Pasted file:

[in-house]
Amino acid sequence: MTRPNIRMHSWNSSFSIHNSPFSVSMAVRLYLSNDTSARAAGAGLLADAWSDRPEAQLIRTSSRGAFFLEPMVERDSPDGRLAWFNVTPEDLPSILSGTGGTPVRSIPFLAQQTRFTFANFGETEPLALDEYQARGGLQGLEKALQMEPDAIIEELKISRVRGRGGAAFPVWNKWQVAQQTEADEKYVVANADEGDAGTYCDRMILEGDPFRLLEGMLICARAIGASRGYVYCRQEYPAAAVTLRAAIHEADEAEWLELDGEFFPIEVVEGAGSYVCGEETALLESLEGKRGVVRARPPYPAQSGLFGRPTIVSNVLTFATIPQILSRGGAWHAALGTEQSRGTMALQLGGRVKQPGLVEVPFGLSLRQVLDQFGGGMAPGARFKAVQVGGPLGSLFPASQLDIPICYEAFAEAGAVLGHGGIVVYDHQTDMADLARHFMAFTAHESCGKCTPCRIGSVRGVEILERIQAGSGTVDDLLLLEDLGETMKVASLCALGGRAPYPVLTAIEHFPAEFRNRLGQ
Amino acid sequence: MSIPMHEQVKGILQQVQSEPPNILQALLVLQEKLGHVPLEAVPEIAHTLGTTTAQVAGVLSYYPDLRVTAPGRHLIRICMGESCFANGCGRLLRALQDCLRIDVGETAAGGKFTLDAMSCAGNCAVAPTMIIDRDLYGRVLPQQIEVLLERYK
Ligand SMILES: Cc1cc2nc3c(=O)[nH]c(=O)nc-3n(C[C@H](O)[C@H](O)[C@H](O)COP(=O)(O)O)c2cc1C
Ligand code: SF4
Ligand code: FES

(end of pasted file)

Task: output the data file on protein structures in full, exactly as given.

[in-house]
Amino acid sequence: MTRPNIRMHSWNSSFSIHNSPFSVSMAVRLYLSNDTSARAAGAGLLADAWSDRPEAQLIRTSSRGAFFLEPMVERDSPDGRLAWFNVTPEDLPSILSGTGGTPVRSIPFLAQQTRFTFANFGETEPLALDEYQARGGLQGLEKALQMEPDAIIEELKISRVRGRGGAAFPVWNKWQVAQQTEADEKYVVANADEGDAGTYCDRMILEGDPFRLLEGMLICARAIGASRGYVYCRQEYPAAAVTLRAAIHEADEAEWLELDGEFFPIEVVEGAGSYVCGEETALLESLEGKRGVVRARPPYPAQSGLFGRPTIVSNVLTFATIPQILSRGGAWHAALGTEQSRGTMALQLGGRVKQPGLVEVPFGLSLRQVLDQFGGGMAPGARFKAVQVGGPLGSLFPASQLDIPICYEAFAEAGAVLGHGGIVVYDHQTDMADLARHFMAFTAHESCGKCTPCRIGSVRGVEILERIQAGSGTVDDLLLLEDLGETMKVASLCALGGRAPYPVLTAIEHFPAEFRNRLGQ
Amino acid sequence: MSIPMHEQVKGILQQVQSEPPNILQALLVLQEKLGHVPLEAVPEIAHTLGTTTAQVAGVLSYYPDLRVTAPGRHLIRICMGESCFANGCGRLLRALQDCLRIDVGETAAGGKFTLDAMSCAGNCAVAPTMIIDRDLYGRVLPQQIEVLLERYK
Ligand SMILES: Cc1cc2nc3c(=O)[nH]c(=O)nc-3n(C[C@H](O)[C@H](O)[C@H](O)COP(=O)(O)O)c2cc1C
Ligand code: SF4
Ligand code: FES